New Perspectives in Science Education

Edition 13

Accepted Abstracts

Evolution, Teaching and Assessment of Students in Pre-Service Primary School Teacher Education

Ann Mutvei, Södertörn University (Sweden)

Tomas Bollner, Södertörn University (Sweden)

Jan-Eric Mattsson, Södertörn University (Sweden)


This project aims at assessment of learning outcome of teaching evolutionary theory to pre-service primary school teacher students. The quality of the students understanding and use of evolutionary theory after their participation in seminars and lectures was made by analyzing written reflections of the students. The texts were primarily written by students to show that the knowledge requirements of the course were accomplished but they were here used to analyze their ability to communicate the content but also to evaluate the depth of their understanding of evolutionary theory. For this assessment two different methods were used aiming at the two different targets. One was focused on the students’ use of evolutionary terminology and to what extent they used the language of an evolutionist. Here, we also analyzed whether the students gave accurate explanations or descriptions without using the traditional evolutionary terminology. Thus, mainly the students´ ability in their own writing to present evolutionary reflections in an everyday language was here investigated. This ability may be useful when teaching young students without using a theoretical framework. For the assessment of quality of the students’ own understanding of the theory Doll’s criteria, the four R´s, richness, recursion, relations, and rigor, were used. Richness refers to the depth, the layers of meaning in their texts. Recursion is here referring to the students’ use of making thoughts loop back on themselves and earlier experiences. The use of relations are important when developing thinking in different areas. Here, both the students’ references to relations to other persons as well as to objects, theories, places etc. were recorded. Rigor means in this context to purposely look for different alternatives, relations, connections, new combinations, interpretations and patterns.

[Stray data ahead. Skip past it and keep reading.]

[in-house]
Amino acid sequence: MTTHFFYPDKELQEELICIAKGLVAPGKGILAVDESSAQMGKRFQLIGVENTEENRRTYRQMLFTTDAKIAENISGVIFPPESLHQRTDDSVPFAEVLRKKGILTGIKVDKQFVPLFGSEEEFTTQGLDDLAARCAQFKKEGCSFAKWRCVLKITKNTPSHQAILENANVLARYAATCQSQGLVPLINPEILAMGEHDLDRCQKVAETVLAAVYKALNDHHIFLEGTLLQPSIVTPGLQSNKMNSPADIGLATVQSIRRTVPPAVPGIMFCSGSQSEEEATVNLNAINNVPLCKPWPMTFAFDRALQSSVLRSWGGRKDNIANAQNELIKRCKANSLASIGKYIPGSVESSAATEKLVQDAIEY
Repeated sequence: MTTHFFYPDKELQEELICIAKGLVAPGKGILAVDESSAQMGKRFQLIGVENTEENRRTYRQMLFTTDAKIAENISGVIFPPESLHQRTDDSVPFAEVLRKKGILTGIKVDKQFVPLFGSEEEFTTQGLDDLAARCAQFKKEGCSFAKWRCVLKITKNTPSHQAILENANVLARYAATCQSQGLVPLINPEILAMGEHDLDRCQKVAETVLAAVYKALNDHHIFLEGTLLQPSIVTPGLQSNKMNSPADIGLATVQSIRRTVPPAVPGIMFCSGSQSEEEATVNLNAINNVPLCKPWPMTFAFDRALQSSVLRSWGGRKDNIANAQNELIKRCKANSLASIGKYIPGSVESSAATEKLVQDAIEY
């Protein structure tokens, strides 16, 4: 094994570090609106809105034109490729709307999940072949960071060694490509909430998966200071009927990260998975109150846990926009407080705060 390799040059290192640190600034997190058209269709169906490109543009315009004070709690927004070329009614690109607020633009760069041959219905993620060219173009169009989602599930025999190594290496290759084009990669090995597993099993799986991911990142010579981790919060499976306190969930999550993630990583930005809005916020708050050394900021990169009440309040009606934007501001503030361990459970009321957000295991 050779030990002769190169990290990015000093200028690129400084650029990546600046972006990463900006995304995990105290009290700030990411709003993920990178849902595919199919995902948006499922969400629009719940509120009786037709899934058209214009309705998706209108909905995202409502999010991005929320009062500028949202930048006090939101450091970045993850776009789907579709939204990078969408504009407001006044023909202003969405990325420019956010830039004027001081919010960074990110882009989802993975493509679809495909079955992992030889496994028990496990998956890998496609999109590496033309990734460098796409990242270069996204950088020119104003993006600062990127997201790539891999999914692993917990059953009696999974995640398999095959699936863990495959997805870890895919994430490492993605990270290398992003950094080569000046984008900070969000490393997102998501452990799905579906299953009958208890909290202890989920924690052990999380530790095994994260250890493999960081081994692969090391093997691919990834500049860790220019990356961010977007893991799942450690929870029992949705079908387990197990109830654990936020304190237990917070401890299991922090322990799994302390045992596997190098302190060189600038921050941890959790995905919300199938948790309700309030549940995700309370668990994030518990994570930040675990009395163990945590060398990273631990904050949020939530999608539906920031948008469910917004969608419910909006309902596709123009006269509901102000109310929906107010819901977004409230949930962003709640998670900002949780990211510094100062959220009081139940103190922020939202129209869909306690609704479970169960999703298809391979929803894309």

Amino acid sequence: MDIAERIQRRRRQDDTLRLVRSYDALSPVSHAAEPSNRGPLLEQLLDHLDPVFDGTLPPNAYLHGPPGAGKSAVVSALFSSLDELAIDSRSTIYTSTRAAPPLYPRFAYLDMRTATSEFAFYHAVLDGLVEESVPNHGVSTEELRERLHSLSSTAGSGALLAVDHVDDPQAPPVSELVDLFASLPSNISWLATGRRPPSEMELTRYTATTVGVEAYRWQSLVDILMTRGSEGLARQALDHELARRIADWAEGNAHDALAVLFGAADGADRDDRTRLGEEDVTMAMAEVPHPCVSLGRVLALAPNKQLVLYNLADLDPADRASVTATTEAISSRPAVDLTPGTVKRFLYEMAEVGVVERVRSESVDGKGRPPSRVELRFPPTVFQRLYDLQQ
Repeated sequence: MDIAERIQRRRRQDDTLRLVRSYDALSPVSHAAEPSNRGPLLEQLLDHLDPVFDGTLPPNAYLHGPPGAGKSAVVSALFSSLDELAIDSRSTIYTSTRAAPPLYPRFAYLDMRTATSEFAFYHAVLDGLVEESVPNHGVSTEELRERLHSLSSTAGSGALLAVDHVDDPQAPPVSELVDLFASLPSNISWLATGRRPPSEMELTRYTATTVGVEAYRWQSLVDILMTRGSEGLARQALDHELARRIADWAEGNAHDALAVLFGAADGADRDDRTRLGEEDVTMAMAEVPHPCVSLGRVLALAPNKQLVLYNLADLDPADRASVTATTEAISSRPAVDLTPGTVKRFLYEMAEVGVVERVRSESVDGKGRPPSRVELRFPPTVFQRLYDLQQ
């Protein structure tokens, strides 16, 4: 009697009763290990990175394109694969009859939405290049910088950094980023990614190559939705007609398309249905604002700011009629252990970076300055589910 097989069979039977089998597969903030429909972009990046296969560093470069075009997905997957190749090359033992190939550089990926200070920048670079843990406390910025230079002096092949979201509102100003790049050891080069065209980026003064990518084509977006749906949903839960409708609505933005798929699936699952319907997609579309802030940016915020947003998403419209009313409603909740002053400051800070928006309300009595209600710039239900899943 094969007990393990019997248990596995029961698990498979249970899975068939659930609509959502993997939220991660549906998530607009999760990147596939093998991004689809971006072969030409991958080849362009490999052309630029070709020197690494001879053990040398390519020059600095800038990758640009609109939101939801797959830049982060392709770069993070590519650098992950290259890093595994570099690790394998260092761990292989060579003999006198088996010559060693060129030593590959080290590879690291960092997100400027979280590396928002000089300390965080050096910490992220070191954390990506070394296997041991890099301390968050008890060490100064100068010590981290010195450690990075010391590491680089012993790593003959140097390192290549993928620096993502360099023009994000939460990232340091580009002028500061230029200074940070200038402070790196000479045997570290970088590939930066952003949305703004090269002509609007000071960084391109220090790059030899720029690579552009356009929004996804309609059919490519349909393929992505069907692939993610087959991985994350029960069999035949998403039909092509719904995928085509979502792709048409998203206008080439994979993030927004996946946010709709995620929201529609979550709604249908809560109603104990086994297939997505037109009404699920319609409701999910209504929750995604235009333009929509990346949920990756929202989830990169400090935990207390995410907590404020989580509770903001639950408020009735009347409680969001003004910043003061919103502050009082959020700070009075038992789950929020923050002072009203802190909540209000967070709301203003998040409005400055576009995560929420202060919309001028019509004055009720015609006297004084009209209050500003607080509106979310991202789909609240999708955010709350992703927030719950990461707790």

The results may briefly be summarized as follows: 1) most of the student does not use evolutionary terminology but 2) are fairly good at presenting their thoughts within the theoretical framework in everyday language, although 3) they often show problems in distinguishing processes on molecular, individual, and population levels.

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